In a new letter to the House Committee on Appropriations, we joined with the Congressional Data Coalition and 17 other organizations to call for increased public access to government data on legislative information. Right now, Congress publishes bill status information on its own website, but doesn’t provide the raw data to the public so websites like can repackage it in more useful — and transparent — forms. From the letter:

Some of our coalition members offered a path forward in a report submitted to the Task Force in August 2012, in which they recommended that legislative status information, which includes the status of bills, information on cosponsors, and so on be made available to the public in bulk, structured data formats such as XML. Our members have requested this data regularly since 2007, but there is new urgency to our request as THOMAS is phased out this year. To provide an orderly transition from THOMAS to bulk and structured data a conversation must begin now.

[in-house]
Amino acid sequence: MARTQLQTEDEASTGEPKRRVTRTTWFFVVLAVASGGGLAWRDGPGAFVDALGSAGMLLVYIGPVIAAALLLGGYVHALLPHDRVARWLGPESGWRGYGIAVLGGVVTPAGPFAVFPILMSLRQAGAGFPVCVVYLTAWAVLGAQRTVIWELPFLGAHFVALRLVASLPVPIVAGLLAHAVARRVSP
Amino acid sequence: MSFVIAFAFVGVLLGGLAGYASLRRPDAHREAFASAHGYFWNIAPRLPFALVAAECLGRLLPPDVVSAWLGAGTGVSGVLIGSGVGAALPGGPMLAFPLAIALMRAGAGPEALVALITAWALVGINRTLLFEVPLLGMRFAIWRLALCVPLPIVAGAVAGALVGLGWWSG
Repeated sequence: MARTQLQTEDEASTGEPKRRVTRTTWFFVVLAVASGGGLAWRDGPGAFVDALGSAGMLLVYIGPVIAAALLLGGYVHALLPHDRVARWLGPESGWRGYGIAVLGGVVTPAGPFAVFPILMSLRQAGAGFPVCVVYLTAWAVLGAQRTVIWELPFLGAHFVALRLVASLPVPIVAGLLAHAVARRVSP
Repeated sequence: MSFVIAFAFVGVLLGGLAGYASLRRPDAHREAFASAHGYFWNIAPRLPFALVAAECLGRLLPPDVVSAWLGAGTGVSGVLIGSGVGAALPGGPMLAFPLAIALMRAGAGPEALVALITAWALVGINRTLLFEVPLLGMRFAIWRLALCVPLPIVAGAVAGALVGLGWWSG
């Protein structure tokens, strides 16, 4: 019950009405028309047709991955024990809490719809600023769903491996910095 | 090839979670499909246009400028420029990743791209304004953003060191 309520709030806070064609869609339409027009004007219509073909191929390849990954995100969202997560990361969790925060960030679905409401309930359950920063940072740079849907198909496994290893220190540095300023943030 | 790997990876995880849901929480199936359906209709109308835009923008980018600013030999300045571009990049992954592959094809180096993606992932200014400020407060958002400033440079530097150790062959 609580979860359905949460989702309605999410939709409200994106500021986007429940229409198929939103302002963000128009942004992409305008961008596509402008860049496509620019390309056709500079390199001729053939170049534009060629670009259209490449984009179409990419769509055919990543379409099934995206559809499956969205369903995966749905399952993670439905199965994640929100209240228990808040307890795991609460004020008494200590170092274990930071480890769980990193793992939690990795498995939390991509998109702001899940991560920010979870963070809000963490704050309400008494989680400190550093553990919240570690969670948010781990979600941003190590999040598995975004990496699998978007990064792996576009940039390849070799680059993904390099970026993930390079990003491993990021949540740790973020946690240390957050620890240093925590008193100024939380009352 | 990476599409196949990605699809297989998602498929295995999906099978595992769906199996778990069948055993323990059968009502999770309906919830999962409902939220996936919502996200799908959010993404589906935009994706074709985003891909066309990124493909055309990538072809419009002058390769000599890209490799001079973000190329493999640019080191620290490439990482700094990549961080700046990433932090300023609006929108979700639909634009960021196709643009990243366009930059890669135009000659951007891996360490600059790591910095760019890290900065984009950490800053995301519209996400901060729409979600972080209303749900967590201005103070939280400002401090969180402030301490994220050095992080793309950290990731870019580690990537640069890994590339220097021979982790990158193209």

Our request is relatively simple, inexpensive, and uncontroversial. Bulk, structured data is a cornerstone of many legislative information products such as House and Senate roll call votes and House and Senate bill text, which all use XML, as well as nearly all of the recent projects already completed by the Task Force. These methods also embody the “four key data practices that support government transparency” identified by a Cato Institute report.

Read the full letter, and learn more about the need for data transparency at GovTrack.